Publication date: 7 December 2021

Hsiang-Lin Tang, Xuelin Liu and Qi Fu

This study sets about assessing measurement invariance of the widely used CETSCALE in the context of an economically disadvantageous inland city in China. The 10-item…

Abstract

Purpose

This study sets about assessing measurement invariance of the widely used CETSCALE in the context of an economically disadvantageous inland city in China. The 10-item CETSCALE (Shimp and Sharma 1987) was administered to a college-level student sample (male = 55 and female = 198) in Nanning City, Guangxi Zhuang Autonomous Region. AMOS v. 20 was used to conduct confirmatory factor analysis and assess measurement invariance across gender.

Design/methodology/approach

This study is designed to assess measurement invariance of the 10-item CETSCALE with student sample in Nanning, the capital city of Guangxi, China.

Findings

The results support full metric invariance and factor variance invariance and partial scalar invariance and measurement residual invariance for the refined 5-item CETSCALE. It is found that college students in an economically underdeveloped multi-ethnic inland city like Nanning were less consumer ethnocentric than those in the affluent coastal cities.

Originality/value

This is the first study to assess measurement invariance of the CETSCALE with student sample from an economically underdeveloped multi-ethnic inland city in China.

Details

Asia Pacific Journal of Marketing and Logistics, vol. ahead-of-print no. ahead-of-print
Type: Research Article
ISSN: 1355-5855

Keywords

Book part
Publication date: 16 July 2019

Enrique Carreras-Romero, Ana Carreras-Franco and Ángel Alloza-Losada

Economic globalization is leading large companies to focus on international strategic management. Nowadays, the assets referred to as “corporate intangibles,” such as…

Abstract

Economic globalization is leading large companies to focus on international strategic management. Nowadays, the assets referred to as “corporate intangibles,” such as corporate reputation, are becoming increasingly important because they are considered a key factor for the viability of an organization, and companies therefore need to incorporate them into their scorecards for management. The problem is that their measurement is subjective and latent. These two characteristics impede direct international comparison and require demonstrating the accuracy of comparison via a minimum of two tests – construct equivalence and metric equivalence. As regards corporate reputation, construct equivalence was verified by Naomi Gardberg (2006). However, the subsequent studies did not address metric equivalence. Based on the results of a survey provided by the Reputation Institute (n = 5,950, 50 firms evaluated in 17 countries in the Americas, Europe, Asia and Australia), the degree of RepTrak metric equivalence has been tested, using two different methodologies, multigroup analysis (structural equation model), and a new technique from 2016, the Measurement Invariance of Composite Model procedure from the Partial Least Square Path Modeling family. As one would expect from other cross-cultural studies, reputation metrics do not meet the full metric equivalence, which is why they require standardization processes to ensure international comparability. Both methodologies have identified the same correction parameters, which have allowed validation of the mean and variance of response style by country.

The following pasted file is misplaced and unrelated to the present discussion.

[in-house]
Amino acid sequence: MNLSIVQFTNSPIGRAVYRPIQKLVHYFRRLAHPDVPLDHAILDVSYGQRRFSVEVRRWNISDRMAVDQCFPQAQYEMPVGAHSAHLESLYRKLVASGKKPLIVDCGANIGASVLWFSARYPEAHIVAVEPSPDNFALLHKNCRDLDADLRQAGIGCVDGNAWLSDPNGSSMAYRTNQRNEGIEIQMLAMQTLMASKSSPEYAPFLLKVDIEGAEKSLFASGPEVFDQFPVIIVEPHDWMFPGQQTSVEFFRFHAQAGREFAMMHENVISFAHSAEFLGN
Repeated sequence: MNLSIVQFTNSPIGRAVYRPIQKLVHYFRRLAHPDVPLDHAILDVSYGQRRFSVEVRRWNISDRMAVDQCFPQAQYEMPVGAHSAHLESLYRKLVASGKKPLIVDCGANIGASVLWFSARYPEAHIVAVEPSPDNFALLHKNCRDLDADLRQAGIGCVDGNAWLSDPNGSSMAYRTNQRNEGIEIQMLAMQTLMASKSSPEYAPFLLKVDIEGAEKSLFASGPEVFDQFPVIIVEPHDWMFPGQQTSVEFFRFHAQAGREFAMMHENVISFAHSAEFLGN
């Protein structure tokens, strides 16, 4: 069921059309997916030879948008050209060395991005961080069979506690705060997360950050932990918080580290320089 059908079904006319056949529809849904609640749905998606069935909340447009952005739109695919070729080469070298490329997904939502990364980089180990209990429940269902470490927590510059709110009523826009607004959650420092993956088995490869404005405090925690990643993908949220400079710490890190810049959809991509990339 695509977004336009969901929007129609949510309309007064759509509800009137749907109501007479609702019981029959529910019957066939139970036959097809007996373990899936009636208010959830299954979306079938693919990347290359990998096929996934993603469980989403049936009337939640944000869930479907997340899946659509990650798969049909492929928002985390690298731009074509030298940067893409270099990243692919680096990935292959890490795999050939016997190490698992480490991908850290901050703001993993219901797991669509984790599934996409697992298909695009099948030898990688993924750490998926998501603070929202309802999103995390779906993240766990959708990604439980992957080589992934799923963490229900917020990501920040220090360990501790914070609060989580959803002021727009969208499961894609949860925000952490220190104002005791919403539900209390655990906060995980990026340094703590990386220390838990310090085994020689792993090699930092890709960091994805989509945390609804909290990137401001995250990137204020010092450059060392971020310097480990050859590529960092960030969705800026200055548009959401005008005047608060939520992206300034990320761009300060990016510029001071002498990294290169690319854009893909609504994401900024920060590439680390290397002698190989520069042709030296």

Details

Global Aspects of Reputation and Strategic Management
Type: Book
ISBN: 978-1-78754-314-0

Keywords

Article
Publication date: 7 June 2022

Haruna Babatunde Jaiyeoba, Moha Asri Abdullah and Shahoriyer Hossain

This study uses second-order measurement invariance analysis to investigate the perspective of gender divide on whether corporate social responsibility (CSR) can serve as…

Abstract

Purpose

This study uses second-order measurement invariance analysis to investigate the perspective of gender divide on whether corporate social responsibility (CSR) can serve as a promotional tool for halal certified companies in Malaysia. Perhaps researching into the perspective of gender on whether CSR can serve as a promotional tool has either been ignored or received limited attention among the researchers from this domain. Hence, this study aims to fill this gap.

Design/methodology/approach